When it comes to cybersecurity, different industry segments often have different requirements. One of the main reasons for this is regulatory compliance. Regulations in the U.S. such as PCI (for retail and more), HIPAA (for healthcare), FISMA (for federal government) and SOX (for publicly traded companies) tend to have a big influence on how security is done in each of those sectors. Such laws can also have an impact on how compliance is viewed by companies within those sectors—our research has shown that companies that face strict compliance mandates tend to have a rosier view towards the effectiveness of compliance mandates at improving overall security. It’s also a big reason why publicly traded cybersecurity vendors tend to generate a disproportionate share of their revenues from the most regulated sectors: financial services, healthcare, retail and government.
“That’s Where the Money Is”
But there are other reasons why security needs can differ among verticals aside from compliance. Many of the same verticals also happen to be subject to the most attacks, and for good reason: most of them are juicy targets, chock full of valuable data. Financial services firms specifically are a big target for attackers, in part because—as Willie Sutton was famously misquoted—“That’s where the money is.”
Financial Services Face Privacy, Complexity Challenges
But aside from being targets, most financial services firms deal with issues that other industries don’t always have to deal with. For example, latency can be a big issue, particularly for trading applications. Privacy is another big issue for financial services firms, especially those involved in M&A. Financial services firms also tend to have highly distributed networks with extensive branch offices across many states.
Chained to On-Premises Resources: One Foot in the Future, One Stuck in the Past?
While many financial services firms are rapidly adopting the cloud, many are also dealing with extensive legacy resources such as trading applications or client-facing applications that were built years ago and are unlikely candidates for cloud migration. Regulatory requirements are just one reason why it’s impractical to move certain resources off premises, such as user directories. The result is that most financial services firms are operating in a hybrid environment, and will be for the foreseeable future.
What does this mean? Well, it means that any identity-related initiatives must be able to account for both on-prem resources as well as those in the cloud, ideally do so with a common management interface to help reduce “console fatigue” and use a consistent set of policies that function across both on-prem and off-prem assets.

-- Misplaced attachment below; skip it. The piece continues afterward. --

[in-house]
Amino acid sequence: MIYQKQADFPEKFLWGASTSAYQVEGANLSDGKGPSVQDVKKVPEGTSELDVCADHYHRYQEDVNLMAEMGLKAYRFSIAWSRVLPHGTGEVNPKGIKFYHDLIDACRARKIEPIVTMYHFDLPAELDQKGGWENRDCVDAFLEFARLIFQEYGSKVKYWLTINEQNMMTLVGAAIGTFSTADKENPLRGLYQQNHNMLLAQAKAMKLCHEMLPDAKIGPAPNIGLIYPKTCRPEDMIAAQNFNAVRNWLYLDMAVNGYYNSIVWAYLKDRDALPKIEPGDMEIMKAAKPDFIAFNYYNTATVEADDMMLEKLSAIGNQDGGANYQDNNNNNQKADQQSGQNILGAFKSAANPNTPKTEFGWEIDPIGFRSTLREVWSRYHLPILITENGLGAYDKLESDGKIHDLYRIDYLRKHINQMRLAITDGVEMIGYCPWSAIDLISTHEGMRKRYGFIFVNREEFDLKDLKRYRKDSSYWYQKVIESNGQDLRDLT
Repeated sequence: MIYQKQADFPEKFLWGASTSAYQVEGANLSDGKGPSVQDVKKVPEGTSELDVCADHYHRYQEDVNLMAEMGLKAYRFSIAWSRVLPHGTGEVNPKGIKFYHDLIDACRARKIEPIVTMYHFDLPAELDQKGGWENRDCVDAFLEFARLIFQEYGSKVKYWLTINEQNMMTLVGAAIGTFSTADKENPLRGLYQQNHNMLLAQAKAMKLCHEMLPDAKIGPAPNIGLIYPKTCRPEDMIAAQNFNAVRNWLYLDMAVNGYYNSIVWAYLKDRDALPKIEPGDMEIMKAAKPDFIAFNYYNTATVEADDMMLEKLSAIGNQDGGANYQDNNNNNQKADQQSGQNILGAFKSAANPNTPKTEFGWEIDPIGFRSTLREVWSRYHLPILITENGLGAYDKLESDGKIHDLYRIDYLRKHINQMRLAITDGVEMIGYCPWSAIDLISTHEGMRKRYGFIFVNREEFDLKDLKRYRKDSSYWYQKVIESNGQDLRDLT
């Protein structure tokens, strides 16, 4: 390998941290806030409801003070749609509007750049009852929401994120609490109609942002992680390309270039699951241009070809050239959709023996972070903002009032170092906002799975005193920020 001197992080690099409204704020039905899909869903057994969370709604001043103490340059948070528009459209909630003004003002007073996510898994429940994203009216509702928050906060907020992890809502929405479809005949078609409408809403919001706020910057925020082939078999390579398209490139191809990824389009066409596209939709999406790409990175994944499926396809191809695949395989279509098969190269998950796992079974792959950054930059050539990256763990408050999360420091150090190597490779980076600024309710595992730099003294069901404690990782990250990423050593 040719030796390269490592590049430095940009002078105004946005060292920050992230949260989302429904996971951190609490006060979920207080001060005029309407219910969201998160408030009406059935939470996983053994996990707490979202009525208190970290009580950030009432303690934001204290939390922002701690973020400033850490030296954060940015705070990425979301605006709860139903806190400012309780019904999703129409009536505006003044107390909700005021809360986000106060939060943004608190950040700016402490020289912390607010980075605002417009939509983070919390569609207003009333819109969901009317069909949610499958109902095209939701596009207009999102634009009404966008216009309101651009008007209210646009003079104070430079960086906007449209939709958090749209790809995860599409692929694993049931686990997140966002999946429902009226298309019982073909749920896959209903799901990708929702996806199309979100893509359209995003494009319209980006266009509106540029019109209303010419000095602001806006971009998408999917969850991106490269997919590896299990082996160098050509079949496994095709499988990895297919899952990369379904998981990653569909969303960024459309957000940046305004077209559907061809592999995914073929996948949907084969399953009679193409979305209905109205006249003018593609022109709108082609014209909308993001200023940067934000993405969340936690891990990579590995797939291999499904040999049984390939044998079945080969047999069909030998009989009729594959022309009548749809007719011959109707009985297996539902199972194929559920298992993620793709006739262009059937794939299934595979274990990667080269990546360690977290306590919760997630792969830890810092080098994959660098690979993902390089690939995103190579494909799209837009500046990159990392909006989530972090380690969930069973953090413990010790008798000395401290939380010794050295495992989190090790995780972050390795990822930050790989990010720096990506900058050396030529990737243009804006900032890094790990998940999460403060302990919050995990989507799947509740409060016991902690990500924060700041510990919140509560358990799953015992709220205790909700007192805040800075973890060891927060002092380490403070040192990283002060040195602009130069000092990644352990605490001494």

Diverse User Populations
Banks also need to deal with a diverse set of end users. In addition to traditional employees, banks are often heavy users of contract employers, outsourcers and partners that may include independent agents that are not part of existing HR systems or enterprise directories.
Consumers Have Special Requirements
Banks also typically have customer-facing applications that require access controls and face a different set of needs and requirements. For example, consumers often have different expectations regarding the user experience since they can freely click to a competitor’s website. Consumers can also be unpredictable, so any identity and access management (IAM) solution must be scalable on demand. And consumer-facing identity systems have to handle user volumes that are often orders of magnitude larger than a typical enterprise IAM deployment—while a large bank might have 250,000 employees, a consumer-facing application for wealth management might attract potentially millions of users.
Many banks are creating custom applications that run in a public or private cloud, so an identity management solution would ideally make it easy for application developers to integrate features such as multi-factor authentication or single sign-on (SSO). Fraud is a growing issue for many banks, so a modern IAM solution would also ideally have some mechanisms in place to help identify and control losses from fraud.
High Standards for Financial-Grade IAM
In short, a modern bank often faces a range of application types and deployment methods as well as a continuum of constituent users with a wide range of access control needs. IDaaS solutions built specifically for internal employees often can’t support the scale, use case flexibility or on-prem integrations required for enterprise customer IAM deployments. Thus an identity management solution should ideally be broad enough to support each of these needs and be extensible to adapt to new requirements as they emerge, with a single view that allows for centralized management. Lastly, most financial services firms require a platform that will enable them to continue to leverage existing on-prem resources, while at the same time allowing them to migrate to the cloud at their own pace without undergoing “forklift” upgrades that can be disruptive to both internal staff as well as customers.
Read the white paper to learn more about how identity and access management can address some of the biggest challenges faced by financial services firms.